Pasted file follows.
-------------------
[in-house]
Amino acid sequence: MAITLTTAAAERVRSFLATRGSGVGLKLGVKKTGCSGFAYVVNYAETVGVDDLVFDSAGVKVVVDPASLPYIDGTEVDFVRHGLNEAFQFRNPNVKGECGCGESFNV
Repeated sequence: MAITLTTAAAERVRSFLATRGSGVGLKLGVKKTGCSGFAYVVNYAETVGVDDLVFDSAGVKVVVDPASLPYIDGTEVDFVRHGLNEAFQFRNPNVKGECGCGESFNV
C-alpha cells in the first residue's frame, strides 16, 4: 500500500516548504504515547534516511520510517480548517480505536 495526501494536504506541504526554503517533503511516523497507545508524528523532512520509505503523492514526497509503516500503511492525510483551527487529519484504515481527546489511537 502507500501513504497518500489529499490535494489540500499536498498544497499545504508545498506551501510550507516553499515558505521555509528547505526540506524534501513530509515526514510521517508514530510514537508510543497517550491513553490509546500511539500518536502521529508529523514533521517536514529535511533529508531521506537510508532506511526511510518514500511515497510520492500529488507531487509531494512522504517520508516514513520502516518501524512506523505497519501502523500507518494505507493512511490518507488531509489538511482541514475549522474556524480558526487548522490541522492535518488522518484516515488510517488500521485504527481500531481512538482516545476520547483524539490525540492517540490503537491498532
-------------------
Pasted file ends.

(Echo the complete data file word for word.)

[in-house]
Amino acid sequence: MAITLTTAAAERVRSFLATRGSGVGLKLGVKKTGCSGFAYVVNYAETVGVDDLVFDSAGVKVVVDPASLPYIDGTEVDFVRHGLNEAFQFRNPNVKGECGCGESFNV
Repeated sequence: MAITLTTAAAERVRSFLATRGSGVGLKLGVKKTGCSGFAYVVNYAETVGVDDLVFDSAGVKVVVDPASLPYIDGTEVDFVRHGLNEAFQFRNPNVKGECGCGESFNV
C-alpha cells in the first residue's frame, strides 16, 4: 500500500516548504504515547534516511520510517480548517480505536 495526501494536504506541504526554503517533503511516523497507545508524528523532512520509505503523492514526497509503516500503511492525510483551527487529519484504515481527546489511537 502507500501513504497518500489529499490535494489540500499536498498544497499545504508545498506551501510550507516553499515558505521555509528547505526540506524534501513530509515526514510521517508514530510514537508510543497517550491513553490509546500511539500518536502521529508529523514533521517536514529535511533529508531521506537510508532506511526511510518514500511515497510520492500529488507531487509531494512522504517520508516514513520502516518501524512506523505497519501502523500507518494505507493512511490518507488531509489538511482541514475549522474556524480558526487548522490541522492535518488522518484516515488510517488500521485504527481500531481512538482516545476520547483524539490525540492517540490503537491498532